CLINTON: There are different views about what’s good for our country, our economy, and our leadership in the world. And I think it’s important to look at what we need to do to get the economy going again. That’s why I said new jobs with rising incomes, investments, not in more tax cuts that would add $5 trillion to the debt.
At that point Trump seemed to be mopping the floor with her. But Hillary quickly got under his skin by trashing his business acumen and ethics.
She took a page from the Harry Reid playbook to claim Trump doesn’t pay income taxes. Incredibly, The Donald seemed to agree by saying, “it makes me smart.” For the record, PolitiFact doesn’t agree. It rates her claim mostly false.
But after that Trump seemed Low Eenergy.
Elephant In Debate Room
The elephant in debate room was the fact that Immigration, Benghazi, and the Clinton Foundation didn’t make the cut. Those issues were never brought up by moderator Lester Holt or Trump.
Unburdened of that baggage, Hillary dragged her prey off into the tall grass. There she dismembered the small handed one with accusations of racism and sexism.
She claimed the Stop and Frisk law was ruled unconstitutional and moderator Holt backed her up. She also insisted the murder rate continues to decline. In truth, Stop and Frisk was never ruled unconstitutional. And the FBI released a report the next morning showing the murder rate had surged 10.8% in 2015.
Hillary went on to back up her racism charge using Tulsa and Charlotte as “tragic examples.” Trump lacked the energy to point out that Black people rioted in Charlotte where a black man was killed by a black police officer who worked for a black police chief.
Reuters reports that Mylan will produce “the first generic version of its allergy auto-injector EpiPen.” The generic version will sell for $300. That’s half the price of the “branded product.”
This will be the first generic EpiPen because the FDA has dragged its feet approving any other generic version. So Mylan has a near monopoly on a life saving product. Now it also has a monopoly on the generic version.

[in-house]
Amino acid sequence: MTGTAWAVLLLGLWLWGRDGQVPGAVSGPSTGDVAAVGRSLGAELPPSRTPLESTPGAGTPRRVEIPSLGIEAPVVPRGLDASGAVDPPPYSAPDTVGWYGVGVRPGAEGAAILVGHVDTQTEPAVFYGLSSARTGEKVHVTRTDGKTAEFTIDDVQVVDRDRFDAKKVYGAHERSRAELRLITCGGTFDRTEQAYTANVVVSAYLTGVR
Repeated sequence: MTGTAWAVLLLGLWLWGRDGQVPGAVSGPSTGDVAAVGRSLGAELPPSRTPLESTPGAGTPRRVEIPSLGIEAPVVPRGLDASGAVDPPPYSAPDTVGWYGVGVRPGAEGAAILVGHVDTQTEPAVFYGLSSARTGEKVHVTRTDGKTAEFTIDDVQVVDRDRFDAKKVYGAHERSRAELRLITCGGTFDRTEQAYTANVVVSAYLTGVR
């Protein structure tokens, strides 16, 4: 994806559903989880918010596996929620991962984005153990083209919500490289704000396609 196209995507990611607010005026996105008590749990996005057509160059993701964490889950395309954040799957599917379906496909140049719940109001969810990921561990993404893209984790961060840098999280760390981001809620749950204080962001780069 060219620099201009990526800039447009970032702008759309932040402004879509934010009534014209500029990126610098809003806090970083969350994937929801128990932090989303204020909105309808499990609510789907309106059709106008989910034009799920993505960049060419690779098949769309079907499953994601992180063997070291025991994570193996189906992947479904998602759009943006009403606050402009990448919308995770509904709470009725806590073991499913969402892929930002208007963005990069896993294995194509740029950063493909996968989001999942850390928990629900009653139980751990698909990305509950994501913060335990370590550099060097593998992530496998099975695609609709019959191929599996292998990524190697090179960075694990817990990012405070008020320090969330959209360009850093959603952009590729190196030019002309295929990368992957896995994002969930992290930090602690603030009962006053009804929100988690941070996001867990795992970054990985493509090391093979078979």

That monopoly enabled Mylan to increase the list price of an EpiPen two pack from $100 in 2008 to $600 today. The company is offering the generic version in response to criticism of its price hikes.
Here’s a WSJ editorial blaming the FDA for the Mylan monopoly.
What initially looked like a great deal for them – customers federally mandated to buy their product – doesn’t seem to be working out as they had hoped. Bloomberg Businessweek reports that insurers are loosing hundreds of millions of dollars on Obamacare.
Aetna Says Bye Bye
So Aetna now says bye bye to ObamaCare by way of pulling out of exchanges in 11 of the 15 states it serves. UnitedHealth and Humana are following suit. UnitedHealth is ditching 31 of its 34 states, and Humana is leaving 9 of 19 states.
In July the Justice Department blocked a proposed merger between Aetna and UnitedHealth. At the time Aetna wrote that without the cost savings of the merger it would leave the exchanges.
Meanwhile, Hillary Clinton supports a government funded public option to compete on the exchanges with the remaining private insurers.